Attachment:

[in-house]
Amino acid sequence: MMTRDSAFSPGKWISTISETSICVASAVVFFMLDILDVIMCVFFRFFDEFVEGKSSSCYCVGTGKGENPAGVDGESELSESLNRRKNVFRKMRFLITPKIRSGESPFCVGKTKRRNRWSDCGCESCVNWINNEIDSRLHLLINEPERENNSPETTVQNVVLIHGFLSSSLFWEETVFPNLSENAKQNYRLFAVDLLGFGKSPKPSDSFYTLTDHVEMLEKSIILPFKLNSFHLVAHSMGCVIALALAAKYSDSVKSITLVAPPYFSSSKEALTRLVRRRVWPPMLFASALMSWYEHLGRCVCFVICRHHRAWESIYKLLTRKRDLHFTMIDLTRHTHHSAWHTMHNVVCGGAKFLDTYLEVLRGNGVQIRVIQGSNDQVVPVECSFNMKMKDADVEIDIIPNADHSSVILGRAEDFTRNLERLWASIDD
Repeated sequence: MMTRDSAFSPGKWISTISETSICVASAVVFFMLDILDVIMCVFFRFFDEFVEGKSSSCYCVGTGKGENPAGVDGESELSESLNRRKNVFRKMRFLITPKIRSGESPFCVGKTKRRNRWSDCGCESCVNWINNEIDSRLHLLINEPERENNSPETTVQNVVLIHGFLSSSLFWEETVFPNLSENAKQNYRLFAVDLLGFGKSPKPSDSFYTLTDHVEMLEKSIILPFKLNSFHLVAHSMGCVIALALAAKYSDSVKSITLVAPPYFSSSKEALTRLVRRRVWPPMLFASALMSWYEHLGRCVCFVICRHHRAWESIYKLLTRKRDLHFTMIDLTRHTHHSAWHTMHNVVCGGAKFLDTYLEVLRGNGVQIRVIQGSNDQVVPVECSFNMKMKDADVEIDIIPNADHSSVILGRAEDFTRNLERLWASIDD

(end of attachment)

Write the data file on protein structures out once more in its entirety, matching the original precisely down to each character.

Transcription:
[in-house]
Amino acid sequence: MMTRDSAFSPGKWISTISETSICVASAVVFFMLDILDVIMCVFFRFFDEFVEGKSSSCYCVGTGKGENPAGVDGESELSESLNRRKNVFRKMRFLITPKIRSGESPFCVGKTKRRNRWSDCGCESCVNWINNEIDSRLHLLINEPERENNSPETTVQNVVLIHGFLSSSLFWEETVFPNLSENAKQNYRLFAVDLLGFGKSPKPSDSFYTLTDHVEMLEKSIILPFKLNSFHLVAHSMGCVIALALAAKYSDSVKSITLVAPPYFSSSKEALTRLVRRRVWPPMLFASALMSWYEHLGRCVCFVICRHHRAWESIYKLLTRKRDLHFTMIDLTRHTHHSAWHTMHNVVCGGAKFLDTYLEVLRGNGVQIRVIQGSNDQVVPVECSFNMKMKDADVEIDIIPNADHSSVILGRAEDFTRNLERLWASIDD
Repeated sequence: MMTRDSAFSPGKWISTISETSICVASAVVFFMLDILDVIMCVFFRFFDEFVEGKSSSCYCVGTGKGENPAGVDGESELSESLNRRKNVFRKMRFLITPKIRSGESPFCVGKTKRRNRWSDCGCESCVNWINNEIDSRLHLLINEPERENNSPETTVQNVVLIHGFLSSSLFWEETVFPNLSENAKQNYRLFAVDLLGFGKSPKPSDSFYTLTDHVEMLEKSIILPFKLNSFHLVAHSMGCVIALALAAKYSDSVKSITLVAPPYFSSSKEALTRLVRRRVWPPMLFASALMSWYEHLGRCVCFVICRHHRAWESIYKLLTRKRDLHFTMIDLTRHTHHSAWHTMHNVVCGGAKFLDTYLEVLRGNGVQIRVIQGSNDQVVPVECSFNMKMKDADVEIDIIPNADHSSVILGRAEDFTRNLERLWASIDD